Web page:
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On Mj Laws, Respect States' Rights


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US PA: OPED: On Pot Laws, Respect States


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URL: http://www.mapinc.org/drugnews/v13/n151/a05.html

Newshawk: http://www.drugsense.org/donate.htm

Votes: 0

Pubdate: Tue, 02 Apr 2013

Source: News-Item, The (PA)

Copyright: 2013 The News Item

Contact: jake_b@newsitem.com

Website: http://www.newsitem.com/

Details: http://www.mapinc.org/media/3556

Authors: Erwin Chemerinsky and Allen Hopper

Note: Chemerinsky is dean of the UC Irvine School of Law, and Allen

Hopper is criminal justice and drug policy director of the ACLU of

California. They wrote this for the Los Angeles Times.

Page: 4




It may be surprising, but no state is required to have a law making possession of marijuana, or any drug, a crime. Therefore, any state can legalize some or all marijuana possession if it chooses. The federal government, if it chooses, can enforce the federal law against its possession and use, but it is up to each state to decide what to criminally prohibit, based on the 10th Amendment.


This basic insight has been lost in the public discussion about whether the initiatives legalizing possession of small amounts of marijuana passed by Colorado and Washington voters in November are preempted by federal law. The two states will soon finalize regulations to implement those initiatives, including how to tax and regulate marijuana. U.S. Attorney General Eric H. Holder Jr. told a recent meeting of state attorneys general that the Justice Department review of the initiatives was winding down, suggesting an imminent decision as to whether it intends to challenge the initiatives as being pre-empted by federal law.


This month, eight former heads of the Drug Enforcement Administration urged Holder to enjoin the new state laws. Peter Bensinger, DEA chief from 1976 to 1981, told the Associated Press: "This is a no-brainer. It is outrageous that a lawsuit hasn't been filed."


Is it outrageous? Or is it just an intelligent assessment of the legal landscape?


The pre-emption doctrine is based on the supremacy clause of Article VI of the Constitution, which makes federal law "the supreme law of the land" trumping conflicting state laws. The question, then, is whether there is a conflict between the federal government prohibiting small amounts of marijuana and some states not doing so.


There is not a conflict when one level of government prohibits something but another level of government does not. An easy illustration is that murder is a crime in every state, but, except for very specific circumstances, it is not a federal crime. No one would say that there is a conflict. Likewise, a state can decide that certain conduct does not violate state law even if it offends federal law. It is then for the federal government to decide how, if at all, it wants to enforce the federal law.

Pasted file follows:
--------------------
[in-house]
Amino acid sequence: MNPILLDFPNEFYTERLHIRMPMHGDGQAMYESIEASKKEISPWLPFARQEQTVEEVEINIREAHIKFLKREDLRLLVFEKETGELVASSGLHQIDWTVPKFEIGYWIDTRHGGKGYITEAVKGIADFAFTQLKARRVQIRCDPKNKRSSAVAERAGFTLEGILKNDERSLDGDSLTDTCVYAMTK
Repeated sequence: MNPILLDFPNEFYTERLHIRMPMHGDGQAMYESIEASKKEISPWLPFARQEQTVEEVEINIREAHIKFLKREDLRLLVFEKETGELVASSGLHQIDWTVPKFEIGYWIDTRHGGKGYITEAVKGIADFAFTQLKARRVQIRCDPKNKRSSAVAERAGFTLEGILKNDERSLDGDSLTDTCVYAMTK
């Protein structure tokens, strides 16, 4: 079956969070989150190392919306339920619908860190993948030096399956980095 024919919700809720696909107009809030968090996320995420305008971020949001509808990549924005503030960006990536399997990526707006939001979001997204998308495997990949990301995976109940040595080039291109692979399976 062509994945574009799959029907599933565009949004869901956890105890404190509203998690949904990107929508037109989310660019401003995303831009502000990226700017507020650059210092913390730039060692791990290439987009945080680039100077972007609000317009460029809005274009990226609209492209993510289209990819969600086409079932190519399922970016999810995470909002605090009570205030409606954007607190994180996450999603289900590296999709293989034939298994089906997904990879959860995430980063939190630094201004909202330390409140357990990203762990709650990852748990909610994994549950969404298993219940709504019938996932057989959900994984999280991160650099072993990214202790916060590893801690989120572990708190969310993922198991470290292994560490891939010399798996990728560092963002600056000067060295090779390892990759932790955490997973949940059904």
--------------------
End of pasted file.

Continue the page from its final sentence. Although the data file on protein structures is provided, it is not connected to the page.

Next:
Several other states, including California, have laws making possession of up to an ounce of marijuana an infraction punishable by a fine, even though under federal law, it's a misdemeanor punishable by up to one year in federal prison. Similarly, 17 states and Washington, D.C., have laws that allow possession of marijuana for medical purposes; there is no such federal exception. Although the federal government can enforce the stricter U.S. law in states that have decriminalized possession or have medical marijuana laws, it has never acted to have those state laws invalidated based on the preemption doctrine.


Simply put, no state has to have a law prohibiting marijuana, even though federal law does. And if a state does have such a ban but wants to repeal it in whole or in part, such as for possession for medical reasons or for small amounts, it may do so.


Because states could remove all criminal sanctions for marijuana, this more limited removal of some state sanctions cannot be preempted, claiming a conflict with federal law. Beyond the legal arguments, there are policy reasons for the federal government to not interfere with the Colorado and Washington laws. An important feature of federalism is that states are empowered to serve as laboratories for experimentation with social policies. As the nation embarks on perhaps the most significant public debate about drug policy since President Nixon declared the war on drugs, Washington and Colorado's experiment should be allowed to go forward. The country can then assess whether it succeeded or failed.


Let's hope Holder's response will be more nuanced and respectful of the states than that urged by the retired drug warriors.

MAP posted-by: Jay Bergstrom


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States need to make glaring laws that legalize cannabis. Clear statements, carved in stone, with few words that are easy to understand. Why? Because of the rabid dogs in law enforcement that take anything less as a wink and a nod that it's still illegal and they can continue on getting their 'rushes and grins' at our expense. Make no mistake, there are great cops out there that don't want to use us for their sick entertainment. You don't notice them much. These decent cops would have more power to help their fellow misguided cops to do the right thing if we give them the laws to point at. They could police themselves then.

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